I am not sure in home hospice care is what was actually provided-it sounds more like exactly what you are describing which is not covered and unless the estate has money Salsera me not be reimbursed period.
Given the information provided, inpatient hospice care would have been appropriate if available.
 
Likes: Neil Maley
Nov 7, 2018
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#27
Dear Neil,
Possibly GOOD NEWS due partly to all of you! I spoke with insurer and mentioned that unfortunately, I've had to contact Consumer Advocate Christopher Elliott's staff — that may have helped considerably! I confirmed that:

1. Insurer did formally deny the very large claim—but not on the grounds that a Medicare Explanation of Benefits hadn't been submitted. (It took a full year for them to request that—a brand-new hurdle. Claim had been denied on the grounds that further information was needed, though they've had 600+ pages of records for a year.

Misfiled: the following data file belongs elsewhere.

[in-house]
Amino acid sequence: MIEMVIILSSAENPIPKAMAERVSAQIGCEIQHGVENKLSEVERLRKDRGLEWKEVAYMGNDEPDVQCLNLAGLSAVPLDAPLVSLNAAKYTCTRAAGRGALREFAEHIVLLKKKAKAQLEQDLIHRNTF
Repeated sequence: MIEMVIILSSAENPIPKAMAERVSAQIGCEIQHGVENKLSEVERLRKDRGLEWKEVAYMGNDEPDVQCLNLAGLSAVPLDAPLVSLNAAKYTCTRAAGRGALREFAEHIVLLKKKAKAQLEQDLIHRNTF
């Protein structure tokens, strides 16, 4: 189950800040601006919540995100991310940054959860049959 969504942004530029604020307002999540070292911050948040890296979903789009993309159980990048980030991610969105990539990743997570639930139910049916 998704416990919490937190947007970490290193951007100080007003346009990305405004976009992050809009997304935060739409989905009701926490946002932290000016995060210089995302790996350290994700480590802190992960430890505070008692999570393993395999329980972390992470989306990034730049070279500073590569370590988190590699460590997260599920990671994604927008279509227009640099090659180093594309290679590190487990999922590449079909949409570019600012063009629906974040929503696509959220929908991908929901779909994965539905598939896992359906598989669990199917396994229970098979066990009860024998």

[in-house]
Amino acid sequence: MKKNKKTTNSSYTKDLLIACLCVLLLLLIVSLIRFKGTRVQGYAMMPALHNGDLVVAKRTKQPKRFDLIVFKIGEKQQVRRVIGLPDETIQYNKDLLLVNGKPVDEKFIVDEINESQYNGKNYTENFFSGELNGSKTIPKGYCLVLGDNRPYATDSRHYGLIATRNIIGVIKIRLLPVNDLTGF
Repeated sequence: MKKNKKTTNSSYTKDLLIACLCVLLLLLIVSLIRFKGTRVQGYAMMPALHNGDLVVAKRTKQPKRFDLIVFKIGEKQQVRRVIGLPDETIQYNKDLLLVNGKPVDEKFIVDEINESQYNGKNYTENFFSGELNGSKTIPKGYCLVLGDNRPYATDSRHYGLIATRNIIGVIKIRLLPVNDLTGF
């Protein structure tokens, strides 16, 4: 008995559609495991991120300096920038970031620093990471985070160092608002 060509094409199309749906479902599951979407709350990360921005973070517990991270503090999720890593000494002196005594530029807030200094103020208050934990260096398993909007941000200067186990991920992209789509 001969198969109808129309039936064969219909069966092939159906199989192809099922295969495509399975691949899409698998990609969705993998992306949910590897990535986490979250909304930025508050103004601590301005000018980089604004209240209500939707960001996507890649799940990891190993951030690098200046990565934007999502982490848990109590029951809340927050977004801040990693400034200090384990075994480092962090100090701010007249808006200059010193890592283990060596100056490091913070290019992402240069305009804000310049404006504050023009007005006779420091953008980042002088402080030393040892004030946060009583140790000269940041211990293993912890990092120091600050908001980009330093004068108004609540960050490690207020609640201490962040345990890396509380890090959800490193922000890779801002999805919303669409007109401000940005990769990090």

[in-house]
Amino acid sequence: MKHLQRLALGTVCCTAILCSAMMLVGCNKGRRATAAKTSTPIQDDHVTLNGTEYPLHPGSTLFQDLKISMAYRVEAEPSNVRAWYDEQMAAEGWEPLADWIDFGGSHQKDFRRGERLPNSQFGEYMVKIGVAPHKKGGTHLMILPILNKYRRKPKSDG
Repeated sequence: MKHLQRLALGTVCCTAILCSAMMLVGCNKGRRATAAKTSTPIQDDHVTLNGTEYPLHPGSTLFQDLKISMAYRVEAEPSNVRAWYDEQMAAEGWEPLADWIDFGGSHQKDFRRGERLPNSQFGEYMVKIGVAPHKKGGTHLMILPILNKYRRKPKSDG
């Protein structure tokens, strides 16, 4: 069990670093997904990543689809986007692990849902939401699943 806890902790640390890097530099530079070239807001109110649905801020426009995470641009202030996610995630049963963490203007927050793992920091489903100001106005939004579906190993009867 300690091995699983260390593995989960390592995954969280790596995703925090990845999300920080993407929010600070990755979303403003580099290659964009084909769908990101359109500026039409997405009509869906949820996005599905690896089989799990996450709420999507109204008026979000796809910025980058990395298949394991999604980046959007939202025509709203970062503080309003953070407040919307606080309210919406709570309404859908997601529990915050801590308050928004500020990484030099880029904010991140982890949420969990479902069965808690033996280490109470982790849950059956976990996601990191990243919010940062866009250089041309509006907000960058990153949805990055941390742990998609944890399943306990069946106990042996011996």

I mentioned that I believe the request for the Medicare EOB is disingenuous: insurer knows full well that Medicare never covers short-term home care.

2. They've now put up yet one more hurdle. But luckily, an extremely helpful Senior Resolution Team rep is personally in touch, offering her phone # and email. Could be in part thanks to you! We'll see. THANK YOU for. your prompt help. Cheers!
 
Nov 7, 2018
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#28
P.S. Does anyone know the meaning of this indication in Claims Remarks, which show a health insurer's reasons for claim denial:"[E73 - for administrative use only].
Is this universal—or is it proprietary (and discrete) info for the administers of this particular health insurer? Many thanks!
 

Neil Maley

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Dec 27, 2014
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www.promalvacations.com
#29
P.S. Does anyone know the meaning of this indication in Claims Remarks, which show a health insurer's reasons for claim denial:"[E73 - for administrative use only].
Is this universal—or is it proprietary (and discrete) info for the administers of this particular health insurer? Many thanks!
That is something you would need to ask the person you are working with.